Pet clinics

Albuquerque Department of Animal Welfare seeks donations for influx of kittens

Tis the season for caring for cats and dogs, and the Albuquerque Department of Animal Welfare is hosting a virtual puppy and kitten shower through April 30 to stock up on the most needed Provisions to accommodate nearly 2,000 kittens and 400 puppies that they expect to welcome during the warm months.

In previous years, “kitten season,” the time of year when the shelter receives the vast majority of incoming orphaned or abandoned kittens, has only extended into the summer months. But increasingly warm winters have greatly expanded the window during which these animals are active in breeding. Last year the shelter rescued 1,500 kittens between April and October, and they are expecting up to 2,000 this year from February to October, according to Nicole Vigil, senior veterinarian at the Department of Animal Welfare.

“Our shelter welcomes up to around 2,000 animals a year. It’s a sad but true reality that we face in our community, and part of it is about puppies and kittens, so we need our community’s help,” said Vigil.

Items needed to maintain the shelter during this time include things like formula, bedding, and heating pads to help keep animals of varying ages and medical conditions alive. Desirée Cawley, Marketing Manager for the Animal Welfare Department, said these items sell out incredibly quickly and having these items can be a matter of life and death for the kittens who arrive at the shelter as soon as they arrive. a few hours old.

The shelter also strongly encourages anyone with more time and space to participate in the foster program or volunteer at its East Side neonatal orphan unit, which opens May 2. Besides kittens, there are a variety of animals with medical cases or who are geriatric, both of which would benefit greatly from loving homes.

Vigil called fostering an orphaned kitten a great potential summer learning experience while stressing that fostering for just a few months could “literally save her life.” She said it also offers perspective for those who aren’t sure if they’re ready to commit to permanently adopting a pet.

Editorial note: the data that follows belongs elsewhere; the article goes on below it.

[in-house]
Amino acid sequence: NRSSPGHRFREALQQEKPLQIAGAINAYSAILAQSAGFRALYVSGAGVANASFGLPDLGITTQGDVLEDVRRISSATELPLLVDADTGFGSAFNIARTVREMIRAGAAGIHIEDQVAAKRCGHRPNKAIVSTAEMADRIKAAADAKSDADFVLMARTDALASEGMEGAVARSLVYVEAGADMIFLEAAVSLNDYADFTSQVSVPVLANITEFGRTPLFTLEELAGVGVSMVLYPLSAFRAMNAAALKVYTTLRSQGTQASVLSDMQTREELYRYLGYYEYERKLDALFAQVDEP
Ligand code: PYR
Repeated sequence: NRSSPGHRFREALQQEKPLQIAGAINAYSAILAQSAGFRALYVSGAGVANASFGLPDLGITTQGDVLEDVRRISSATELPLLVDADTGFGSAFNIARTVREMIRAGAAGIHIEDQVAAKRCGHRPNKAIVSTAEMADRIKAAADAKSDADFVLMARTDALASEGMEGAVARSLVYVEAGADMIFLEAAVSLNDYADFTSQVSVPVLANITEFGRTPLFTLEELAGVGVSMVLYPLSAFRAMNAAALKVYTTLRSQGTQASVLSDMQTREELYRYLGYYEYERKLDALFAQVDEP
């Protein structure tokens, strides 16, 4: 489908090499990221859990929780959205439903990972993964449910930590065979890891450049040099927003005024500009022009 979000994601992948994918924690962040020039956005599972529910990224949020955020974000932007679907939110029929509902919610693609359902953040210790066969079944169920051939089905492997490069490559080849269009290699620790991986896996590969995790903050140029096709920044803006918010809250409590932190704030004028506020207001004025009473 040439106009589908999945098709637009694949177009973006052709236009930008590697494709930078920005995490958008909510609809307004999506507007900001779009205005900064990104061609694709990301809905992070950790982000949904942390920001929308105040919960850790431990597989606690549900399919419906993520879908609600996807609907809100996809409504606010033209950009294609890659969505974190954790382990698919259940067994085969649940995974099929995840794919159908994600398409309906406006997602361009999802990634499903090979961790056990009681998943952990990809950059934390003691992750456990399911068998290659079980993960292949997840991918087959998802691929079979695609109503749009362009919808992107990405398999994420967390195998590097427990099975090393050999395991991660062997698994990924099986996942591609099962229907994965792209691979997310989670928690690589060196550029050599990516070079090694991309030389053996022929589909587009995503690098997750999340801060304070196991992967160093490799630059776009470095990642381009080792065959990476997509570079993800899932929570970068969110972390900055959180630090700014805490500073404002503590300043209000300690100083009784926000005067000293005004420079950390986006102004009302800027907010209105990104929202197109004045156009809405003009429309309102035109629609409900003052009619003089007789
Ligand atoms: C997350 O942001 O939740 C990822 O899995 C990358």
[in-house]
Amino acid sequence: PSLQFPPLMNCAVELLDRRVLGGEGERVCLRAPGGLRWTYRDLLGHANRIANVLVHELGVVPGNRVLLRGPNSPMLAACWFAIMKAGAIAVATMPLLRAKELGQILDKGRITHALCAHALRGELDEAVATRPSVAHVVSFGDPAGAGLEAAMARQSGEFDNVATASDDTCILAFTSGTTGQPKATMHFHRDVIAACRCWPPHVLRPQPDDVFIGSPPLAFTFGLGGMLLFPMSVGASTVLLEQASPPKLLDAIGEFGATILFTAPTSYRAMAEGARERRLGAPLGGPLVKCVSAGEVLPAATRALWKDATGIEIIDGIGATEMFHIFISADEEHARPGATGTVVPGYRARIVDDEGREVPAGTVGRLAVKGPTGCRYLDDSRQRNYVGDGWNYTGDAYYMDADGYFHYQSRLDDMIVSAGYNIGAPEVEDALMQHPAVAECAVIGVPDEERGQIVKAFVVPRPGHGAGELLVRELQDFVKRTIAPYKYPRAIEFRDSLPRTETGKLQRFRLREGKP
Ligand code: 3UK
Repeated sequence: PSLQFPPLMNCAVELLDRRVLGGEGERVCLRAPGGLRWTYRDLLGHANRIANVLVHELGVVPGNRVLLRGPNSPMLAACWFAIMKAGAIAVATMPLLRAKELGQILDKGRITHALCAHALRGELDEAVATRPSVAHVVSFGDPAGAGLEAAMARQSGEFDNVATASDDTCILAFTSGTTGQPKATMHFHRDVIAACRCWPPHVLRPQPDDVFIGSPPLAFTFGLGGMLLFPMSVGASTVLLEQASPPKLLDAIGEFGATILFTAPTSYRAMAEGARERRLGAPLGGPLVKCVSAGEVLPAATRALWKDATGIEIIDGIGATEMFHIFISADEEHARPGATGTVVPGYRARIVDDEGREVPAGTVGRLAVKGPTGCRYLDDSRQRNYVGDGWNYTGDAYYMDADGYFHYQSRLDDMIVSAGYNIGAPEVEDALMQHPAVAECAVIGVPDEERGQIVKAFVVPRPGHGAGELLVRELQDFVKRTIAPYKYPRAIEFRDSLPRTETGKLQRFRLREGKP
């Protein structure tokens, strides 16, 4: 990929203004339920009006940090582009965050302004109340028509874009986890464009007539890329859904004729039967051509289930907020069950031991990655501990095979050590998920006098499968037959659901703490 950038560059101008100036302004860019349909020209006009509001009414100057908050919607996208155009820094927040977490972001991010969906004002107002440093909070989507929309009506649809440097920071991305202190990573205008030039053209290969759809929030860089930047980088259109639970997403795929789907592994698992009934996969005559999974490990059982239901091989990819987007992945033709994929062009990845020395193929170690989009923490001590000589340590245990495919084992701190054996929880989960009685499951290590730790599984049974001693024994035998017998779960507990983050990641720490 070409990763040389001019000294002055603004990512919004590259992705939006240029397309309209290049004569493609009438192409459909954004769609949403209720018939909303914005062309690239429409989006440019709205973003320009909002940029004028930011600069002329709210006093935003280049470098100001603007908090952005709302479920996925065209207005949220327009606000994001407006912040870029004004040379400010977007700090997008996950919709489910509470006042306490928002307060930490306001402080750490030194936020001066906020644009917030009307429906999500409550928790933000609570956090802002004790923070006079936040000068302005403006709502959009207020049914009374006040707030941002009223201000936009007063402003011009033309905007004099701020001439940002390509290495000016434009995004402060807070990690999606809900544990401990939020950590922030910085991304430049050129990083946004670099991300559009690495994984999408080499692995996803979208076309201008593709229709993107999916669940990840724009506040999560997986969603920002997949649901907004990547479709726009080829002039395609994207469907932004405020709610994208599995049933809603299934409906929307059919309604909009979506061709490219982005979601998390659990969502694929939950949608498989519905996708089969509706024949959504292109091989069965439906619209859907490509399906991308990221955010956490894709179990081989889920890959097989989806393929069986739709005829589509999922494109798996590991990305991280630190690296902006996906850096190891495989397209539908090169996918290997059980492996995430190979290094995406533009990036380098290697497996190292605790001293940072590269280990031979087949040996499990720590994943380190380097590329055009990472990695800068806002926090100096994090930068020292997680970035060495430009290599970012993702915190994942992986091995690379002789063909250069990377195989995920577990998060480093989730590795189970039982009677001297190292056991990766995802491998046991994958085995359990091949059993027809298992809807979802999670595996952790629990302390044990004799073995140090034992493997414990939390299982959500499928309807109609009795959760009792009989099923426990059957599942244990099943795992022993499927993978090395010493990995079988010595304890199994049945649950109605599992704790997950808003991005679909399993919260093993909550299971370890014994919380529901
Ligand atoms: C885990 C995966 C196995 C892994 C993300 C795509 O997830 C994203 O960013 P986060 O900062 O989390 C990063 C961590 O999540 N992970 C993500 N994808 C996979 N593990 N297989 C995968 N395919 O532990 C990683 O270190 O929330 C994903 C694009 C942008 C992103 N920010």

“It’s amazing how they can blossom and be who they really are. Their personality blossoms just because of the opportunity to be in someone’s home and experience love. Some of them just don’t know love. You’d be surprised; we’ve had dogs that have walked here that have never been leashed, that have never been petted, that have never had the security of a home,” Cawley said.

Even after the puppy shower ended, Cawley said the welfare department has year-round service. wish list to which community members can donate. They also accept monetary donations through their non-profit affiliate Kennel Kompadres and are always accepting volunteers to help within the kennel and clinic.

Vigil mentioned other important services offered by the Welfare Service, including a separate service clinical which provides affordable neutering and neutering services for those who cannot afford to do so through a veterinarian.

“It’s actually a community effort. It’s not just the shelter’s responsibility; it is that of the community. So we all need to work together, try to fix this, but at the same time these pets are asking for our help, and we are the voice, and we need the public’s support, and we can help them thrive. and become wonderful pets. to someone’s family,” Cawley said.

Zara Roy is the editor-in-chief of the Daily Lobo. She can be contacted at [email protected] or on Twitter @zarazzledazzle